Multifamily borrowers looking for small loans have to look a little harder these days.

This is especially true for loans of less than $1 million. Regional and local banks are still active in the sub-$1 million space, though less than in the past. And many Fannie Mae shops have upped their minimum deal size to more than $1.5 million, especially since Fannie Mae closed its Micro Loan Program in early 2009.

There are a dozen Fannie Mae small loan lenders, and all of them technically have the ability to go down to $500,000. But few have the inclination, due to the diminishing returns of processing a sub-$1 million loan. After all, if it takes the same amount of documentation, reporting, and due diligence to process a $10 million loan, and many shops figure it’s not worth the time and effort to go low.

Some of the lenders active in this space include Arbor Commercial Mortgage and Alliant Capital, which opened its small loan division in the last summer. “I look at loans that small as almost like doing a public service,” says Jerry Anderson, an executive vice president and principal of Alliant Capital’s small loan program, which is based in Anaheim, Calif. “There aren’t a lot of places borrowers can go for a loan that small. So, if it doesn’t impact our ability to be of service to all our clients, why shouldn’t we do it?”

Borrowers would do well to court a Fannie Mae loan, which offers several key competitive advantages, including the lowest rates on the market, very low fees, loan assumability, and non-recourse terms.

Banks vs. Fannie

The advantages of going the bank route include a quicker approval process than a Fannie Mae loan. Banks also have a healthy appetite for smaller deals, unlike many Fannie Mae shops. But there are several disadvantages to calling your local banker for a sub-$1 million loan.

Banks often require some level of recourse, and their rates are higher than what Fannie Mae lenders can offer. Fannie Mae is offering 10-year small loans at below 6 percent, as of early December, while most banks are well over the 6 percent mark.

What’s more, banks prefer shorter-term loans and generally won’t do straight-up 10-year deals. “To the extent you wanted to secure long-term financing, regional and community banks are likely not the best source for you,” says Dan McIntyre, a director in the Washington, D.C., office of mortgage banking firm Holliday Fenoglio Fowler. “And if I’m a borrower today, whether I’m a long- or short-term holder, I’m trying to get as long-term financing as I can.”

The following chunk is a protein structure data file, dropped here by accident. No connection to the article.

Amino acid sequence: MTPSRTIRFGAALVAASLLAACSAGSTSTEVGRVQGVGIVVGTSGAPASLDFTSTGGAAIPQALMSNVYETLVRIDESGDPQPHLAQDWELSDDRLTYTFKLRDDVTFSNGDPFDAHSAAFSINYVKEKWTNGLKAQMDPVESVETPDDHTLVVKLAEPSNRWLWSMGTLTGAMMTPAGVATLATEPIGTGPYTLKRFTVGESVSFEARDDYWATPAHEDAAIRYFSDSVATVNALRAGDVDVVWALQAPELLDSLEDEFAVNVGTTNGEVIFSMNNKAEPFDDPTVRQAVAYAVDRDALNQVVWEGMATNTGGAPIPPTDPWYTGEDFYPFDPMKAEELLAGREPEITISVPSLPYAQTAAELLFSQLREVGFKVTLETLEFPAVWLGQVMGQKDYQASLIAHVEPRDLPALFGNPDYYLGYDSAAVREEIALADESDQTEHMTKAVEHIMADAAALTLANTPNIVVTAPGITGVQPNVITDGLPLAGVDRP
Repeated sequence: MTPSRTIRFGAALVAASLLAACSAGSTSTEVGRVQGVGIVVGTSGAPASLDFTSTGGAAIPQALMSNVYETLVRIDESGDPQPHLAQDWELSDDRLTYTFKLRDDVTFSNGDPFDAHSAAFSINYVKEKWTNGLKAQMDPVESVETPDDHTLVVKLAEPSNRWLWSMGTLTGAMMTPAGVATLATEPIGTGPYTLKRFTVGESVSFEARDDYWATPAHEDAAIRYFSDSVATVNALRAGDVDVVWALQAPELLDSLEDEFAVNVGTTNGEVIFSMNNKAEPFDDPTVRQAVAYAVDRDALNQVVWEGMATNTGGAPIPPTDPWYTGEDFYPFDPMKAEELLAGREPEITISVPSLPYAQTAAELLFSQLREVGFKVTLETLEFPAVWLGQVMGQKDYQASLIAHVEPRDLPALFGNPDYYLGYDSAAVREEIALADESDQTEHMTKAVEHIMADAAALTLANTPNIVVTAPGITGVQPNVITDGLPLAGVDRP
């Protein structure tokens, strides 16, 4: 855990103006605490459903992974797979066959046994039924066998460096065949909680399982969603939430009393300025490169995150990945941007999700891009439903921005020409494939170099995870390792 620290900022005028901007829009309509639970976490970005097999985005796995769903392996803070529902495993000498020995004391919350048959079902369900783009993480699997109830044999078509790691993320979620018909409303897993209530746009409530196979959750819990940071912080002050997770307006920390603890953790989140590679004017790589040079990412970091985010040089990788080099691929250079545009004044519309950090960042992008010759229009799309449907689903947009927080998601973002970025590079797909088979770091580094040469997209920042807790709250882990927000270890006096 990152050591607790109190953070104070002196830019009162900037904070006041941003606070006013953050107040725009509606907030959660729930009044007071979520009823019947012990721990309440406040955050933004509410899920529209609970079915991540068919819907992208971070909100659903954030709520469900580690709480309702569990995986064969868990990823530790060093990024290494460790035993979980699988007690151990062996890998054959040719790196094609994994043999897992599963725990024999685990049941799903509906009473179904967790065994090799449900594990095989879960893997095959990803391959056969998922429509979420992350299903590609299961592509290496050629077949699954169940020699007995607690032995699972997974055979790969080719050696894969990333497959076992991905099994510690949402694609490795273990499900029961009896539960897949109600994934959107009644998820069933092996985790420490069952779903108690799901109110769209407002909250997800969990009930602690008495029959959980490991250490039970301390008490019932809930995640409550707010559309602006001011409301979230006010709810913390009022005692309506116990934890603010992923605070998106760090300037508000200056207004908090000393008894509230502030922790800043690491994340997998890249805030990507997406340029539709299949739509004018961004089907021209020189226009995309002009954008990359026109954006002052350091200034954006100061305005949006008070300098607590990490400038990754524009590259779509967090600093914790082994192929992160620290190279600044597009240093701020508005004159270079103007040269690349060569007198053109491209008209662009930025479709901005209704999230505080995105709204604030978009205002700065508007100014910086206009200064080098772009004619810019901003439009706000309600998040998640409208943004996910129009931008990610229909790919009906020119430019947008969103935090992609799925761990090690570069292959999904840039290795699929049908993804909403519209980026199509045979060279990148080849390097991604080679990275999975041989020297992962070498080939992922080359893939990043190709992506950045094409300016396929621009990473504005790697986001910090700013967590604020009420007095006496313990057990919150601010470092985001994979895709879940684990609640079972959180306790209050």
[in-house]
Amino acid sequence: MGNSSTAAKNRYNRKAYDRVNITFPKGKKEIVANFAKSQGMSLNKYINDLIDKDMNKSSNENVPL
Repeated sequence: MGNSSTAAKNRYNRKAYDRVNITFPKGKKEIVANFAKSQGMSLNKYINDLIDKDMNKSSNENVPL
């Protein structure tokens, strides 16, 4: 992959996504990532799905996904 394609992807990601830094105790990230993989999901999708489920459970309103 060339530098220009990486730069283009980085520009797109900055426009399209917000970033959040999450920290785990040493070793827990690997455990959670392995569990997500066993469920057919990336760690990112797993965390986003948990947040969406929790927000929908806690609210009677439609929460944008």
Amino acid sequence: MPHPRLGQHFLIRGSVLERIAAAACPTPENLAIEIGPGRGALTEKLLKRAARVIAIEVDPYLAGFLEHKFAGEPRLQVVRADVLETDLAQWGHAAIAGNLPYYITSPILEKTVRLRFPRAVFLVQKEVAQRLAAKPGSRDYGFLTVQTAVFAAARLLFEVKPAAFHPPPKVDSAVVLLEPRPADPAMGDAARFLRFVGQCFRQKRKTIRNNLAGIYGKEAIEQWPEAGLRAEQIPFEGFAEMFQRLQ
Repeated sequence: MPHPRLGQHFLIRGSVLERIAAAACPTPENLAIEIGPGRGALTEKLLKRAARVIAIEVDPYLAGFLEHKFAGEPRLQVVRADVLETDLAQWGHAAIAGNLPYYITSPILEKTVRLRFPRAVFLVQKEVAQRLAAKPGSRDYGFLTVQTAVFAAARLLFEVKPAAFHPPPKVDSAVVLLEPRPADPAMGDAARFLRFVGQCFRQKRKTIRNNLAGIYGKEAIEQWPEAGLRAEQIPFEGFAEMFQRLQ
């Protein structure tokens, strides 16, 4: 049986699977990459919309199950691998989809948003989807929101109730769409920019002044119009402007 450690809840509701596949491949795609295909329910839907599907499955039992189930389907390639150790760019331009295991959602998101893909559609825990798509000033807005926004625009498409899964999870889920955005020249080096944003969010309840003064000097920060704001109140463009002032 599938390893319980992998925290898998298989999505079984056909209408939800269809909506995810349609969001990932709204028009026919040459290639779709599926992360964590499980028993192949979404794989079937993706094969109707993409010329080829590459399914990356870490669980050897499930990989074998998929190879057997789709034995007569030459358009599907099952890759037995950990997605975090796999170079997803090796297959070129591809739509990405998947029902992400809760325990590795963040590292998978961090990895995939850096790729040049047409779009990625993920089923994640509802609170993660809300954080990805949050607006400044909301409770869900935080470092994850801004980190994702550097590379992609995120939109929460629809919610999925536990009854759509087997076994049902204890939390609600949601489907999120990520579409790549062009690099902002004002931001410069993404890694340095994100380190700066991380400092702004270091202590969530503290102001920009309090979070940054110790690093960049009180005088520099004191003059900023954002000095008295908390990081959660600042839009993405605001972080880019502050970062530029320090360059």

Another key consideration is that banks typically don’t do assumable loans. Banks are much more relationship-driven, so they’re making a loan to a borrower, not an asset. But Fannie Mae’s loans are assumable, which is another competitive advantage. “If you can offer non-recourse debt that has significant term on it to a buyer three years from now at today’s rates, that should aid a future sales process and preserve or potentially enhance value down the road,” McIntyre says. “Create a financial asset to go along with a real estate asset.”

Fannie’s Feasible Fees

Since small loan borrowers are more cost-sensitive than larger borrowers, one main consideration is the application fee, which many Fannie Mae shops offer at $4,500.

One of Washington Mutual’s competitive advantages is a low application fee that would be refunded after the deal closed. And Anderson, who once ran WaMu’s Fannie Mae platform, took some of that company’s practices with him. Meanwhile, Alliant opened its shop touting an application fee of $4,500, which the company will give back to the borrower when the loan closes. The company also won’t charge legal or appraisal fees. Centerline Capital also opened a small loan shop in late summer 2009, touting a similar fee strategy. A week or so after those two companies opened shop, Arbor announced that it, too, would reduce its application fee to $4,500, down from $7,500.

Fannie Mae’s application fee covers all third-party reports, such as the appraisal, engineering and environmental reports and lender legal fees. In high-priced markets, that figure is well below what most other lenders could offer. “Here in Washington, D.C., it could cost $4,500 just to get the appraisal,” McIntyre says. “It really is a pretty big competitive advantage that Fannie Mae’s small loan program has.”